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Author Topic: Auto Focus Technology for Low Light Moving Subject Shooting  (Read 6948 times)  bookmark this topic!
427l
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Auto Focus Technology for Low Light Moving Subject Shooting
« on: September 20, 2008, 02:08:10 AM »

I am new to the forum and could not find any previous discussion on this topic. I have a 40D and enjoy shooting wildlife in low light conditions. Does one manufacturer (i.e. nikon, canon, sony) have "better" AF technology than the other for this application? By better I mean faster, more consistent focuses? I have read that the "cross-type" AF points are best for tracking moving objects and that prosumer/pro Nikon's use more of these points (15 vs 9 w/ f/5.6 or faster lenses) than Canon's 40D/1D MKIII. I understand that all these cameras utilize a principal called "phase detection" to auto focus themselves however Nikon also talks about how they use "color" to detect "3D movement", Canon doesn't mention this. I'm not sure if this is Nikon marketing stuff or a real difference/advantage? I have never shot with Nikon and I have have had good luck thus far with my 40D's AI Servo AF mode although I'm not sure if I've maximized the 40D's capability in my shooting thus far. I've been renting lenses up til now and I'm considering buying something like a 70-200mm L series lens. Before I begin to really invest in one brand I wanted to understand if these manufacture's AF technologies (nikon vs. canon vs. sony, etc) are something I should consider prior to buying more Canon products. I guess real world performance is what matters and I'm hoping some in this forum have more experience on this issue.

427L
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Bob Atkins
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Re: Auto Focus Technology for Low Light Moving Subject Shooting
« Reply #1 on: September 20, 2008, 12:26:30 PM »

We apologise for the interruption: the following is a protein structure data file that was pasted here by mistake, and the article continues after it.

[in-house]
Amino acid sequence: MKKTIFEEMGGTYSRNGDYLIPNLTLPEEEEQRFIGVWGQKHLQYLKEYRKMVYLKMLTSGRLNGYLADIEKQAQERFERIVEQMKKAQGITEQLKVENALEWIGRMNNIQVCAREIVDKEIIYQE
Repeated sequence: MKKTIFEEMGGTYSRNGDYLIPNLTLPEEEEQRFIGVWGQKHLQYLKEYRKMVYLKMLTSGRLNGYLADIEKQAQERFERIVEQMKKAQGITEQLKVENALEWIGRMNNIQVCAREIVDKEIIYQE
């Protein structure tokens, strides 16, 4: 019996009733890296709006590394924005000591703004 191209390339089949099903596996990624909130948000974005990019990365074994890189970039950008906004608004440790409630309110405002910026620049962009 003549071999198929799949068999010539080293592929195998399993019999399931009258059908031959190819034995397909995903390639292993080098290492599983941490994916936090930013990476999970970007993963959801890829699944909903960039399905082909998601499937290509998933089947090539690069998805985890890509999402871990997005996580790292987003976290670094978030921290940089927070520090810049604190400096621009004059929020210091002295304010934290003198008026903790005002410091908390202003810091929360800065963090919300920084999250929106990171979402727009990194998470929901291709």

It's a good question and one I don't know the answer to. I don't know of any comparative ,quantitative, tests of autofocus under low light conditions between Nikon and Canon.

The only empirical evidence is that there's a pretty even split between Nikon and Canon when it comes to the equipment used by professional sports and nature photographers, two groups of users who often need fast and accurate AF, sometimes in less then ideal lighting. Perhaps Canon has slightly more users, but probably for reasons other than AF performance. If either system had a significant advantage you'd see photographers who depend on accurate AF for their living shifting to one or other system.

I know in one published test that the Canon EOS 1D MkIII showed better tracking AF (servo AF) accuracy on a moving target (approching runner) than the Nikon D3, but the test was done in good light. But that's just one test under one specific set of conditions with two specific cameras.

I suspect that the Nikon and Canon AF systems are pretty close in performance. You can never say they are identical, but I don't see any evidence that either one is significantly better when taken over a set of typical operating conditions.

In general, at least with Canon, you get the best AF performance with the center AF zone selected and a fast (f2.8 or faster) ring-USM lens. That allows the use of the center cross sensor in high precision mode.
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yayas
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Re: Auto Focus Technology for Low Light Moving Subject Shooting
« Reply #2 on: February 23, 2009, 07:45:25 AM »

I have question concerning the high precision AF.
I read an EF 50/2.5 Compact Macro review that stated the lens is one of the exceptions of high precision (cross type?) AF.
So I would assume that my older 50/1.8 Mk-I is excluded too.

Would a Tamron or Sigma /2.8 benefit from this high precision AF?
Or it's exclusive for fast-Canon-USM lenses?

Thanks.

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Bob Atkins
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Re: Auto Focus Technology for Low Light Moving Subject Shooting
« Reply #3 on: February 23, 2009, 10:15:00 AM »

I wasn't aware that the macro 50/2.5 won't activate the f2.8 high precision AF sensor. At full macro (1:1) I can see how it might not siince the effective speed of the lens would drop below f2.8 due to the amount of extension involved. However at normal focus distances I would have thought it would be like any other fast lens.

I'm sure the 50/1.8 (II) can use the high precision sensors and as far as I'm aware all other lenses f2.8 and faster (including 3rd party lenses) are the same.
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